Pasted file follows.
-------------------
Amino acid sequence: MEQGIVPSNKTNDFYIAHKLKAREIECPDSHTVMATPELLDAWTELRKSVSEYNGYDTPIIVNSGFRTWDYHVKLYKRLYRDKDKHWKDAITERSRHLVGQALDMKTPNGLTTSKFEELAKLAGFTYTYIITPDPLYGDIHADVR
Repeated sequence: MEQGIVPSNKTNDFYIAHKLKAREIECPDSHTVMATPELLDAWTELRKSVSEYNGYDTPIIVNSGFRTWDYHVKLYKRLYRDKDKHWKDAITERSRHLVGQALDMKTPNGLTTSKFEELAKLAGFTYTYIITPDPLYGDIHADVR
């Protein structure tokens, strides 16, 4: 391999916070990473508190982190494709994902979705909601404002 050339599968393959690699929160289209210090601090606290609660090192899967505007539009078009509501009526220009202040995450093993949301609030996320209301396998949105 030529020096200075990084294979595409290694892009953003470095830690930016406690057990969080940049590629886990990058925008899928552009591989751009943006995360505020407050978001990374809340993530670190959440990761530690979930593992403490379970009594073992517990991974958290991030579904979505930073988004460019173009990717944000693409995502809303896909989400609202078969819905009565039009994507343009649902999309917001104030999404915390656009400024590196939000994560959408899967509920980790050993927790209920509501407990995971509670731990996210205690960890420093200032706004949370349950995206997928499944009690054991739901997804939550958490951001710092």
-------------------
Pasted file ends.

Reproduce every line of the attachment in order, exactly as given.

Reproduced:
Amino acid sequence: MEQGIVPSNKTNDFYIAHKLKAREIECPDSHTVMATPELLDAWTELRKSVSEYNGYDTPIIVNSGFRTWDYHVKLYKRLYRDKDKHWKDAITERSRHLVGQALDMKTPNGLTTSKFEELAKLAGFTYTYIITPDPLYGDIHADVR
Repeated sequence: MEQGIVPSNKTNDFYIAHKLKAREIECPDSHTVMATPELLDAWTELRKSVSEYNGYDTPIIVNSGFRTWDYHVKLYKRLYRDKDKHWKDAITERSRHLVGQALDMKTPNGLTTSKFEELAKLAGFTYTYIITPDPLYGDIHADVR
């Protein structure tokens, strides 16, 4: 391999916070990473508190982190494709994902979705909601404002 050339599968393959690699929160289209210090601090606290609660090192899967505007539009078009509501009526220009202040995450093993949301609030996320209301396998949105 030529020096200075990084294979595409290694892009953003470095830690930016406690057990969080940049590629886990990058925008899928552009591989751009943006995360505020407050978001990374809340993530670190959440990761530690979930593992403490379970009594073992517990991974958290991030579904979505930073988004460019173009990717944000693409995502809303896909989400609202078969819905009565039009994507343009649902999309917001104030999404915390656009400024590196939000994560959408899967509920980790050993927790209920509501407990995971509670731990996210205690960890420093200032706004949370349950995206997928499944009690054991739901997804939550958490951001710092």